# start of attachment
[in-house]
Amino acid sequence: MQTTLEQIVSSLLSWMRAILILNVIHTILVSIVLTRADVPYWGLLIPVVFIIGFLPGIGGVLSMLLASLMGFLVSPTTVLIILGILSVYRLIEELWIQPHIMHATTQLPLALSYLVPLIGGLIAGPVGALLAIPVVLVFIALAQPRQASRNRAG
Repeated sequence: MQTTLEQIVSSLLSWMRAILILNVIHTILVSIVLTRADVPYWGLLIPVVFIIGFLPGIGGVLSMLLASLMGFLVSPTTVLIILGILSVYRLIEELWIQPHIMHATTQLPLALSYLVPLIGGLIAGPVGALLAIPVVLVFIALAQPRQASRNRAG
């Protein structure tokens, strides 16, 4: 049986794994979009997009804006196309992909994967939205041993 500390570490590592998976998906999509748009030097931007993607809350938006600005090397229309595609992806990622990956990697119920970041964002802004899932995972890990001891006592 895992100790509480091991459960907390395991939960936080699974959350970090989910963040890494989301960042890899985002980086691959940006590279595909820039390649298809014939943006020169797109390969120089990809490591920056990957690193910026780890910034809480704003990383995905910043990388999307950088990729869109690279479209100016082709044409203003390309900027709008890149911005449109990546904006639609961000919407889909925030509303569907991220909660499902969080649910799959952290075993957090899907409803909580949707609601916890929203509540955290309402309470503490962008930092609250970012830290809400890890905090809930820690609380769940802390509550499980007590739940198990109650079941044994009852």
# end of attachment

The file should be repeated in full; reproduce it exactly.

[in-house]
Amino acid sequence: MQTTLEQIVSSLLSWMRAILILNVIHTILVSIVLTRADVPYWGLLIPVVFIIGFLPGIGGVLSMLLASLMGFLVSPTTVLIILGILSVYRLIEELWIQPHIMHATTQLPLALSYLVPLIGGLIAGPVGALLAIPVVLVFIALAQPRQASRNRAG
Repeated sequence: MQTTLEQIVSSLLSWMRAILILNVIHTILVSIVLTRADVPYWGLLIPVVFIIGFLPGIGGVLSMLLASLMGFLVSPTTVLIILGILSVYRLIEELWIQPHIMHATTQLPLALSYLVPLIGGLIAGPVGALLAIPVVLVFIALAQPRQASRNRAG
């Protein structure tokens, strides 16, 4: 049986794994979009997009804006196309992909994967939205041993 500390570490590592998976998906999509748009030097931007993607809350938006600005090397229309595609992806990622990956990697119920970041964002802004899932995972890990001891006592 895992100790509480091991459960907390395991939960936080699974959350970090989910963040890494989301960042890899985002980086691959940006590279595909820039390649298809014939943006020169797109390969120089990809490591920056990957690193910026780890910034809480704003990383995905910043990388999307950088990729869109690279479209100016082709044409203003390309900027709008890149911005449109990546904006639609961000919407889909925030509303569907991220909660499902969080649910799959952290075993957090899907409803909580949707609601916890929203509540955290309402309470503490962008930092609250970012830290809400890890905090809930820690609380769940802390509550499980007590739940198990109650079941044994009852």